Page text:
A drug and alcohol treatment center in Evansville has expanded its services by moving to a larger location.
Boyett Treatment Center, which originally opened in February of 2017, celebrated the move to a larger facility with a grand opening yesterday.
Boyett offers medication-assisted treatment in combination with cognitive behavioral health therapy. The drug and alcohol treatment center offers peer counseling services and a Neuro-Stim System Bridge, which is a device that is placed behind the ear to block opioid receptors. The center also offers sublocade, which is an extended release buprenorphine shot that is administered once a month.
The drug and alcohol treatment center hopes that by expanding its services, it will be able to help people with opioid use disorders and methamphetamine addiction.
Meth abuse has been found to primarily affect people between the ages of 25 and 44, according to the Center for Health Policy in Indiana. However, .2 percent of college students indicated that they had used meth in the past month and 2.9 percent of high school students reported experimenting with meth at least once. In 2003, 8.2 percent of high school students reported trying meth at least once in their lives.
A potential reason for the drop in meth use had a lot to do with the Methamphetamine Suppression Section, which was established in 2005 to investigate crimes associated with meth as well as close meth labs.
The Boyett Treatment Center, named after the founder and president Nate Boyett, will be equipped to help focus its addiction treatment on a variety of substances.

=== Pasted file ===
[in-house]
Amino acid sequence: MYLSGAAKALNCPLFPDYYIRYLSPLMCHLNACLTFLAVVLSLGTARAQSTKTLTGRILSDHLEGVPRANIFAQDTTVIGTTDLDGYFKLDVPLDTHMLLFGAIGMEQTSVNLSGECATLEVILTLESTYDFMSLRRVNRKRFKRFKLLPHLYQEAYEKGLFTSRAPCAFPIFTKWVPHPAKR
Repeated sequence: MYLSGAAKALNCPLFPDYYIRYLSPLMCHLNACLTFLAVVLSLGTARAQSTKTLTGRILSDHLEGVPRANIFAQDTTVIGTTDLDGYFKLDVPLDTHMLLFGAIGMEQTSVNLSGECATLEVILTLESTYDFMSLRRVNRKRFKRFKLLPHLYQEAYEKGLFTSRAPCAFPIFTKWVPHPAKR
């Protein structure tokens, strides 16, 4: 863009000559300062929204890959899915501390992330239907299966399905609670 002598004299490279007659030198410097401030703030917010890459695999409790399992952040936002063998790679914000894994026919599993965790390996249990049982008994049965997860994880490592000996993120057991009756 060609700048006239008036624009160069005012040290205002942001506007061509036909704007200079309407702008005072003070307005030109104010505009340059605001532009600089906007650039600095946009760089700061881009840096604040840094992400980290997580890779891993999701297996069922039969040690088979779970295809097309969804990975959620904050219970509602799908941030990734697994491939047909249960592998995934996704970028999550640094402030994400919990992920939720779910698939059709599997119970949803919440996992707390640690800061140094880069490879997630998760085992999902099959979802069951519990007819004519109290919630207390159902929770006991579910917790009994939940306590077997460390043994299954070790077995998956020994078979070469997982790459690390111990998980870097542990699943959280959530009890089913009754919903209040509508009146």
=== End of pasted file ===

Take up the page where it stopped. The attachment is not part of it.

That is especially important in a county where there were 82 drug-related overdose deaths in 2017, 24 of which were opioid-related and 11 were due to meth, according to the Vanderburgh County Coroner’s Office.
A drug and alcohol treatment center like Boyett hope to fight an opioid epidemic that is continuing to grow in Indiana. Governor Holcomb instituted a Next Level Recovery opioid plan that focused on treatment, prevention and enforcement.
The first part of the prevention efforts included setting up the Indiana Board of Pharmacy Prescription Monitoring Program (INSPECT) to keep track of records indicating when a prescription has been filled.The administration also approved Senate Bill 226, which placed a cap on first time prescription of opioids. A drug take back program was established in almost every county of the state, with 90 of the 92 regions participating.
Senate Bill 221 was established in 2018 to require healthcare practitioners to verify INSPECT before filling out an opioid prescription for patients.
Harm reduction efforts have also been implemented. House Enrolled Act (HEA) allows cities or towns in Indiana to create syringe exchange programs without the approval of the state.
The naloxone distribution system was restructured thanks to assistance from the Indiana State Department of Health, the Indiana Family and Social Administration and the Indiana Department of Homeland Security.
State officials decided to create five new opioid addiction recovery programs as part of their next plan. HEA 1007, which was enacted this year, gives permission to open at least nine more opioid addiction treatment centers.
Because of some of these actions, there are now currently 275 drug rehab programs in the state and 47 inpatient drug and alcohol treatment facilities.
Enforcement is authorized by the Indiana State Police, which cooperate with federal and state agencies to confiscate all substances including heroin, cocaine and meth.
Attacking the drug epidemic was part of Governor’s Holcomb’s final agenda for 2018 and increasing the number of drug and alcohol treatment options was highlighted.
The Boyett Treatment Center is now seeing patients at their new location.